Lent is a time for repentance, moderation, spiritual discipline and swearing off everything from candy to caffeine, malted adult beverages to meat. So how do you combine this theme with classic cars? Read on.
Life Saver Pep-O-Mint Car
One of the earliest examples of a “product vehicle” is the 1918 Pep-O-Mint car. According to James Hale, author of The Wonderful Wacky World of Marketing Mobiles, the giant roll of Pep-O-Mint Life Savers, built on a 1918 Dodge truck chassis with wood-spoke wheels, required its driver to lean out of the center window to see forward.
Chock Full o' Nuts Truck
Founded by William Black, Chock full o’Nuts opened its first store in 1926. When the Depression hit and out-of-work New Yorkers could no longer afford the luxury of shelled nuts, Black converted his shop to a counter-service coffee shop, selling a cup of coffee and a sandwich for a nickel. He also went mobile. Designed to look like a cabin with a screened-in porch, the first Chock full o’Nuts truck appeared sometime in the late 1930s.
Oscar Mayer Wienermobile
The most iconic food car on the planet, the original Oscar Mayer Wienermobile hit the streets in 1936. Ten different versions of the vehicle have been produced over the decades. The ones best remembered by any child of the 1950s were manufactured by the Gerstenslager Company of Ohio, which created five new vehicles for Oscar Mayer using Dodge and Willys Jeep chassis.
Planters “peanutmobiles” have been around since the 1920s and have undergone a number of style changes over the years. There’s also a hot-rod version that debuted in 1999, while the most recent evolution features a biodiesel- and solar-powered engine. Through it all, the dashing Mr. Peanut has remained front and center. Founded in Wilkes-Barre, Pennsylvania, in 1906, Planters Peanut Company was without a mascot until 1916 when the company held a contest. A 14-year-old boy named Antonio Gentile won with his a drawing of “a peanut man” he named Bartholomew Richard Fitzgerald-Smythe. The company paid him $5.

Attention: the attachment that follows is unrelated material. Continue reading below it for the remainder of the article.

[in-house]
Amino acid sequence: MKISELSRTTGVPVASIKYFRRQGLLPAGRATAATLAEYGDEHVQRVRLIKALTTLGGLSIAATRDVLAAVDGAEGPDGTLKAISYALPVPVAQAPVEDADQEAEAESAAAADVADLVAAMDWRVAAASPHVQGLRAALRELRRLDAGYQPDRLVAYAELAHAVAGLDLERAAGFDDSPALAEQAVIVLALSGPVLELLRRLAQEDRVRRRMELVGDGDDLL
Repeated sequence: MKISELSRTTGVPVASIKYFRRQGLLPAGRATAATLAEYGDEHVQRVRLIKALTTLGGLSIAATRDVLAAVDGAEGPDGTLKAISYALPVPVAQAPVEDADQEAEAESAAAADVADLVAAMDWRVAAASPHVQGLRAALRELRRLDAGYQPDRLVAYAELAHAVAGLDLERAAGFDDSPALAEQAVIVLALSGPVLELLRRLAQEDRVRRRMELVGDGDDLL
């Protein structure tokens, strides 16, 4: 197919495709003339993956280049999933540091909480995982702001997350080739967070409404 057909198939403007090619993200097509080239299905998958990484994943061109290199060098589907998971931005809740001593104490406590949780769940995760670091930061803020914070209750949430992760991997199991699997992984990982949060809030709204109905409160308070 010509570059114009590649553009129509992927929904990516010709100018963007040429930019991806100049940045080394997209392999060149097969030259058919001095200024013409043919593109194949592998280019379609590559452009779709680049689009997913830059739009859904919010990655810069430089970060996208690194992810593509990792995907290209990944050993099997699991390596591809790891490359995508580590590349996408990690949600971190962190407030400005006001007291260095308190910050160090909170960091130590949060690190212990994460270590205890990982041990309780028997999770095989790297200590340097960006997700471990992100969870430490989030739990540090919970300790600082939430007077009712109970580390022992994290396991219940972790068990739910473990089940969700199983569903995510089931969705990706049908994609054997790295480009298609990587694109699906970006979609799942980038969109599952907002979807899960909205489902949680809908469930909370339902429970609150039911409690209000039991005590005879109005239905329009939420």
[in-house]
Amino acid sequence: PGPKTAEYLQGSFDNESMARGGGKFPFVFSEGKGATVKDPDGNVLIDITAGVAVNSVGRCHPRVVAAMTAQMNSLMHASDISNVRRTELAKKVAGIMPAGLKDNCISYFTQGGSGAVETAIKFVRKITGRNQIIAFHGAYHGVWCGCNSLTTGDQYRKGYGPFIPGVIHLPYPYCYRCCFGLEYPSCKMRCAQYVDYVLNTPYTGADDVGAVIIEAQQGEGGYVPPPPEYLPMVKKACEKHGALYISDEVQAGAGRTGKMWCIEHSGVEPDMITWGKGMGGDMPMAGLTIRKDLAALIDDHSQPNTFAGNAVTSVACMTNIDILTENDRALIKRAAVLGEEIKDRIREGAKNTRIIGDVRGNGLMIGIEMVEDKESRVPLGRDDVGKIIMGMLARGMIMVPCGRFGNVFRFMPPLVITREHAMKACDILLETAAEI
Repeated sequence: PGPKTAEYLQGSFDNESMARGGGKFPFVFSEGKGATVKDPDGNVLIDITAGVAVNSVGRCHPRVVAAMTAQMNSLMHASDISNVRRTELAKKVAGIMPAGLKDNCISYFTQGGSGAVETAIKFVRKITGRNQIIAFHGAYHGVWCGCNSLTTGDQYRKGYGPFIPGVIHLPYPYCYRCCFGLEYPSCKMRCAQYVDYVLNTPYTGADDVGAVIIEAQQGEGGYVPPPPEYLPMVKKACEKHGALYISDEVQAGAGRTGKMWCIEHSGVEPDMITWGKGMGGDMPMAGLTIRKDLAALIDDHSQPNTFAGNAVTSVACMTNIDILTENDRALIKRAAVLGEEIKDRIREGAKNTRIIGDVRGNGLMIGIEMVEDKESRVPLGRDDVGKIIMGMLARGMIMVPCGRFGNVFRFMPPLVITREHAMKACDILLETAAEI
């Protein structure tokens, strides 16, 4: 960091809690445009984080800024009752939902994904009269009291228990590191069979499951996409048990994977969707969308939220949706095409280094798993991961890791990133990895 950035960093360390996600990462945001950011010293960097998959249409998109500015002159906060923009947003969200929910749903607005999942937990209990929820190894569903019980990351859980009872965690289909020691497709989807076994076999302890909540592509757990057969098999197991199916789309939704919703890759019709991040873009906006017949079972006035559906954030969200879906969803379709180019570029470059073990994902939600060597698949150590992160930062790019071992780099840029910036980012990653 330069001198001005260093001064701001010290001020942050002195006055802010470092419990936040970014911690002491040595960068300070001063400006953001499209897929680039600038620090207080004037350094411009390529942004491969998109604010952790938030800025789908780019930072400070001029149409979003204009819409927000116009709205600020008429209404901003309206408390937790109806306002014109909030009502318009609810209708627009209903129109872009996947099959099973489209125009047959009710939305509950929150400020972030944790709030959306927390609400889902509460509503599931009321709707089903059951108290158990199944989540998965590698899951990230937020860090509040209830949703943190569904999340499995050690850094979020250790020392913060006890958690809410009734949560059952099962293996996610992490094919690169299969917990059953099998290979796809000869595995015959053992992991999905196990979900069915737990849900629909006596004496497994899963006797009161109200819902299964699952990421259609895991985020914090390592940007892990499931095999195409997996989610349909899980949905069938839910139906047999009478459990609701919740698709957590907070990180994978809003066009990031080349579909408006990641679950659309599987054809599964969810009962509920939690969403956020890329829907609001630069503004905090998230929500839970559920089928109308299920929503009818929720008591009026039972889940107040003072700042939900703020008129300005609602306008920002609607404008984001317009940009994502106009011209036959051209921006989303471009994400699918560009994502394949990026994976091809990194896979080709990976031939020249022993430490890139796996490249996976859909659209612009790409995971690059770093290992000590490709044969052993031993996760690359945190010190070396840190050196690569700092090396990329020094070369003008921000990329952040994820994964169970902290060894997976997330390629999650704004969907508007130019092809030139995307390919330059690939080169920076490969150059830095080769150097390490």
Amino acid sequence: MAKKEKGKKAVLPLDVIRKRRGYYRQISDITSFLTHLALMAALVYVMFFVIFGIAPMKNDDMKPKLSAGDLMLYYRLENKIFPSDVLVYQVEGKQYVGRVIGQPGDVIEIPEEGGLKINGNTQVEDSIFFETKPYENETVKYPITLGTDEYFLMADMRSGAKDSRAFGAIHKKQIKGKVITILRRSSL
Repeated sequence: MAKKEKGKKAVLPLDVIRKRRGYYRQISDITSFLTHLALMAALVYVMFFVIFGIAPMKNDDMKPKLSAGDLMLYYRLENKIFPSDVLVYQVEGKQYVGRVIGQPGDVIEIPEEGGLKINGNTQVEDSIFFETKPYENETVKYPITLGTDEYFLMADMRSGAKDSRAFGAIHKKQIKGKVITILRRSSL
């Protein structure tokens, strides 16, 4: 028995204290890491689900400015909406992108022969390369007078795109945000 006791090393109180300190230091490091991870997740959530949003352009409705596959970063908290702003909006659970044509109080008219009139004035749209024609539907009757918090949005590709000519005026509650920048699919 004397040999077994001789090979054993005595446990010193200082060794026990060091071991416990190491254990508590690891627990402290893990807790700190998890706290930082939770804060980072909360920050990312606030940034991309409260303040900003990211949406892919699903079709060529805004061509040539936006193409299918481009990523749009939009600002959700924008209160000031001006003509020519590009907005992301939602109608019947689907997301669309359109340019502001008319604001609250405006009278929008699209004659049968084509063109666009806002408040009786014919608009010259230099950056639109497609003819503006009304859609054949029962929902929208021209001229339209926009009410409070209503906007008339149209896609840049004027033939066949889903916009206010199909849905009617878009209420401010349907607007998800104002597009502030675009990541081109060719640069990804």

Stroh’s Pop Top Can Car
Knowing that alcohol and driving don’t mix, a convertible car (see “open container”) made to look like a beer can seems glaringly inappropriate. But back in the early 1980s, the Stroh Brewery Company loved the idea, so they commissioned Ron Wharton of New Smyrna Beach, Florida, to design and build a brief run of the two-seat fiberglass vehicles. Built on VW chassis, every “pop top can car” came equipped with space for a 15-gallon keg and all the tools needed to run it. According to the online Hemmings Daily, Wharton’s company, Automotive Technologies, built 1,200 of these promotional cars to special order until sober heads at M.A.D.D. (Mothers Against Drunk Driving) pointed out that a beer-can-shaped car might be sending the wrong message.